Make a Donation

Consider making a donation to support SHAKSPER.

Subscribe to Our Feeds

Current Postings RSS

Announcements RSS

Home :: Archive :: 2006 :: May ::
Dumbshows?
The Shakespeare Conference: SHK 17.0379  Tuesday, 2 May 2006

[1] 	From: 	Peter Goldman <
 This e-mail address is being protected from spambots. You need JavaScript enabled to view it
 >
	Date: 	Monday, 01 May 2006 11:51:53 -0600
	Subj: 	Re: SHK 17.0375 Dumbshows?

[2] 	From: 	Philip Tomposki <
 This e-mail address is being protected from spambots. You need JavaScript enabled to view it
 >
	Date: 	Monday, 01 May 2006 19:55:23 -0400
	Subj: 	SHK 17.0375 Dumbshows?


[1]-----------------------------------------------------------------
From: 		Peter Goldman <
 This e-mail address is being protected from spambots. You need JavaScript enabled to view it
 >
Date: 		Monday, 01 May 2006 11:51:53 -0600
Subject: 17.0375 Dumbshows?
Comment: 	Re: SHK 17.0375 Dumbshows?

In regard to Claudius' apparent lack of reaction to the dumbshow, we 
have to realize, first, that the play itself does not raise this as an 
issue. There are no stage directions for Claudius at this point in the 
scene. Second, no one within the play itself directly comments on 
Claudius' reaction or lack thereof (although Hamlet's comments to 
Ophelia are relevant here).  As an undergraduate, I was taught that if 
something is important in a Shakespeare play, Shakespeare will emphasize 
it. After years of serious study and teaching, I see no reason to 
question this as a general principle. I cannot, therefore, see Claudius' 
apparent lack of reaction as a major problem.

Claudius' (apparent lack of) reaction to the dumbshow is a problem of 
staging. We all know that Shakespeare's plays are lacking in stage 
directions. At the original rehearsals, presumably he would be available 
to answer questions such as this.  I can see 3 possible ways to stage 
this. 1. Claudius talks to Gertrude or others, ignoring the dumbshow. 2. 
  Claudius grows increasingly uneasy during the dumbshow, squirming in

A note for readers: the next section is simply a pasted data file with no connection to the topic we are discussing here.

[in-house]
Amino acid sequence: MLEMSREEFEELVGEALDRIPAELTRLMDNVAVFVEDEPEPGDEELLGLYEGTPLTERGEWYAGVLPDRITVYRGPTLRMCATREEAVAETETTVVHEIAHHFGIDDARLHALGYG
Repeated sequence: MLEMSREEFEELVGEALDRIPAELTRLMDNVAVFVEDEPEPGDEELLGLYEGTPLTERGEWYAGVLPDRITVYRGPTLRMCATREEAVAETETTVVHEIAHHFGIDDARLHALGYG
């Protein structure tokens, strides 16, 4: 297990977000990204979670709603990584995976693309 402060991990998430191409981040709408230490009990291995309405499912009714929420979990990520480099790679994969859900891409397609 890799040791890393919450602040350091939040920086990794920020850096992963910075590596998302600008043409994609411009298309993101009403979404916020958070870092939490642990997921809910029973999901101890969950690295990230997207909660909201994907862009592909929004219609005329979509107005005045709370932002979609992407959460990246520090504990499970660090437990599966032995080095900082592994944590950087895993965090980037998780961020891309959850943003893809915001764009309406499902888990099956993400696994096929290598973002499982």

his seat and etc. 3. Claudius sits in stony silence, because the stage 
emphasis is on Hamlet and Ophelia, not Claudius. I see all 3 three as 
acceptable interpretations, although I tend to favor #1. But what 
difference does it make? It's clear that Claudius reacts to the main 
play: rising, calling for light, and soon after attempting to pray for 
forgiveness. We need to keep things in perspective. It's not a Henry 
James novel, which painstakingly attempts to provide completely 
realistic, in-depth motivations for every minute action and character. 
Shakespeare is certainly capable of finely detailed, nuanced 
psychological portrayals, but he is not adverse to painting with a broad 
brush when it is appropriate to his dramatic conception. There's 
foreground and background, and hermeneutic methods appropriate to each.

~Peter

[2]-------------------------------------------------------------
From: 		Philip Tomposki <
 This e-mail address is being protected from spambots. You need JavaScript enabled to view it
 >
Date: 		Monday, 01 May 2006 19:55:23 -0400
Subject: Dumbshows?
Comment: 	SHK 17.0375 Dumbshows?

Kenneth Chan wrote: "The choice we are faced with here is simply this: 
Are we to continue believing that Shakespeare deliberately made his own 
play inconsistent when there are no actual grounds for believing that he 
did so? Of course, you can still insist that Shakespeare deliberately 
planted an inconsistency if you want to; you are free to believe that. I 
seriously wonder, though, how many people would find that conclusion 
acceptable."

Not many, I suspect, but that's because most people are accustomed to 
the Disney/Hallmark-Hall-of-Shame dreck, with it's nicely 'consistent' 
themes and characters, neatly tied up in a pretty bow at the end of its 
two hours traffic on the screen.  Real art, the kind that S wrote, 
doesn't do that.  S wasn't a moral philosopher or a clinical 
psychologist, he was a playwright, a storyteller who understood that 
life was contradictory, paradoxical and, yes, inconsistent.  This is 
what he portrays on the stage, and I celebrate him for that reason.  I 
cannot image anything more tedious than a production that would adhere 
to a completely 'consistent' interpretation.

Philip Tomposki

_______________________________________________________________
S H A K S P E R: The Global Shakespeare Discussion List
Hardy M. Cook, 
 This e-mail address is being protected from spambots. You need JavaScript enabled to view it
 
The S H A K S P E R Web Site <http://www.shaksper.net>

DISCLAIMER: Although SHAKSPER is a moderated discussion list, the 
opinions expressed on it are the sole property of the poster, and the 
editor assumes no responsibility for them.
 

©2011 Hardy Cook. All rights reserved.